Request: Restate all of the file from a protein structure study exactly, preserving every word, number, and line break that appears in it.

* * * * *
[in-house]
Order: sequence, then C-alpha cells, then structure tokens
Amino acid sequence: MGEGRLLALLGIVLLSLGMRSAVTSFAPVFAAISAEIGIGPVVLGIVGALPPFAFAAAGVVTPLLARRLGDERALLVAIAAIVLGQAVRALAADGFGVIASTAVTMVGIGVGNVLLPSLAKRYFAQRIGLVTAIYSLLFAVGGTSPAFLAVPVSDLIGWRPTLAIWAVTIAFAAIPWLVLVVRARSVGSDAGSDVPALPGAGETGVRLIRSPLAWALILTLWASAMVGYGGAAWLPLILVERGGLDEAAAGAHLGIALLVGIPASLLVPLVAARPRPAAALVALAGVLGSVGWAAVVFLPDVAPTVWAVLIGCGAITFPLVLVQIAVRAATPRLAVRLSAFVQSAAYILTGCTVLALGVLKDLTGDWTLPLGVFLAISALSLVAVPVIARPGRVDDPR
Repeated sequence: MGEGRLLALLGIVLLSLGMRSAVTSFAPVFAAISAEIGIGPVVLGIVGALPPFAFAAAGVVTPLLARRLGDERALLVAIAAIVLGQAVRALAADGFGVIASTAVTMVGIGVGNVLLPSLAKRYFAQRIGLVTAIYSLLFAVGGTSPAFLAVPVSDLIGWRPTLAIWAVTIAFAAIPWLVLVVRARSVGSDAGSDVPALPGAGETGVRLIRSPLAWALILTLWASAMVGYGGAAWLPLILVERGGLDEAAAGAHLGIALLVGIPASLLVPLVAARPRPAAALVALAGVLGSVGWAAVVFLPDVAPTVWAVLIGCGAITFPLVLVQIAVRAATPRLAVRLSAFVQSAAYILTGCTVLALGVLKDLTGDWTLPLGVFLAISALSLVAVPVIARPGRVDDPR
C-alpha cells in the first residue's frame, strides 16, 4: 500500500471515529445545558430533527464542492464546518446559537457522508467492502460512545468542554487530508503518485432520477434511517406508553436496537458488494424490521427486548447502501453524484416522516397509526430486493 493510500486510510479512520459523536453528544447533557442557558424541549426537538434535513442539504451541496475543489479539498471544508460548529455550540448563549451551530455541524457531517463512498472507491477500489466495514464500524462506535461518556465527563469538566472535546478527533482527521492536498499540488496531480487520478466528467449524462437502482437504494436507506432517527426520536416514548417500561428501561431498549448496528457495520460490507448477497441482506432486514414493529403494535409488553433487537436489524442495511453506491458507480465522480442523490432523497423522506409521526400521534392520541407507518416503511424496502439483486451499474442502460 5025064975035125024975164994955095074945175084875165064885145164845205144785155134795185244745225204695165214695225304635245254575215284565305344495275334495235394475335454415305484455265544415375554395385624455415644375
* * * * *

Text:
[in-house]
Order: sequence, then C-alpha cells, then structure tokens
Amino acid sequence: MGEGRLLALLGIVLLSLGMRSAVTSFAPVFAAISAEIGIGPVVLGIVGALPPFAFAAAGVVTPLLARRLGDERALLVAIAAIVLGQAVRALAADGFGVIASTAVTMVGIGVGNVLLPSLAKRYFAQRIGLVTAIYSLLFAVGGTSPAFLAVPVSDLIGWRPTLAIWAVTIAFAAIPWLVLVVRARSVGSDAGSDVPALPGAGETGVRLIRSPLAWALILTLWASAMVGYGGAAWLPLILVERGGLDEAAAGAHLGIALLVGIPASLLVPLVAARPRPAAALVALAGVLGSVGWAAVVFLPDVAPTVWAVLIGCGAITFPLVLVQIAVRAATPRLAVRLSAFVQSAAYILTGCTVLALGVLKDLTGDWTLPLGVFLAISALSLVAVPVIARPGRVDDPR
Repeated sequence: MGEGRLLALLGIVLLSLGMRSAVTSFAPVFAAISAEIGIGPVVLGIVGALPPFAFAAAGVVTPLLARRLGDERALLVAIAAIVLGQAVRALAADGFGVIASTAVTMVGIGVGNVLLPSLAKRYFAQRIGLVTAIYSLLFAVGGTSPAFLAVPVSDLIGWRPTLAIWAVTIAFAAIPWLVLVVRARSVGSDAGSDVPALPGAGETGVRLIRSPLAWALILTLWASAMVGYGGAAWLPLILVERGGLDEAAAGAHLGIALLVGIPASLLVPLVAARPRPAAALVALAGVLGSVGWAAVVFLPDVAPTVWAVLIGCGAITFPLVLVQIAVRAATPRLAVRLSAFVQSAAYILTGCTVLALGVLKDLTGDWTLPLGVFLAISALSLVAVPVIARPGRVDDPR
C-alpha cells in the first residue's frame, strides 16, 4: 500500500471515529445545558430533527464542492464546518446559537457522508467492502460512545468542554487530508503518485432520477434511517406508553436496537458488494424490521427486548447502501453524484416522516397509526430486493 493510500486510510479512520459523536453528544447533557442557558424541549426537538434535513442539504451541496475543489479539498471544508460548529455550540448563549451551530455541524457531517463512498472507491477500489466495514464500524462506535461518556465527563469538566472535546478527533482527521492536498499540488496531480487520478466528467449524462437502482437504494436507506432517527426520536416514548417500561428501561431498549448496528457495520460490507448477497441482506432486514414493529403494535409488553433487537436489524442495511453506491458507480465522480442523490432523497423522506409521526400521534392520541407507518416503511424496502439483486451499474442502460 5025064975035125024975164994955095074945175084875165064885145164845205144785155134795185244745225204695165214695225304635245254575215284565305344495275334495235394475335454415305484455265544415375554395385624455415644375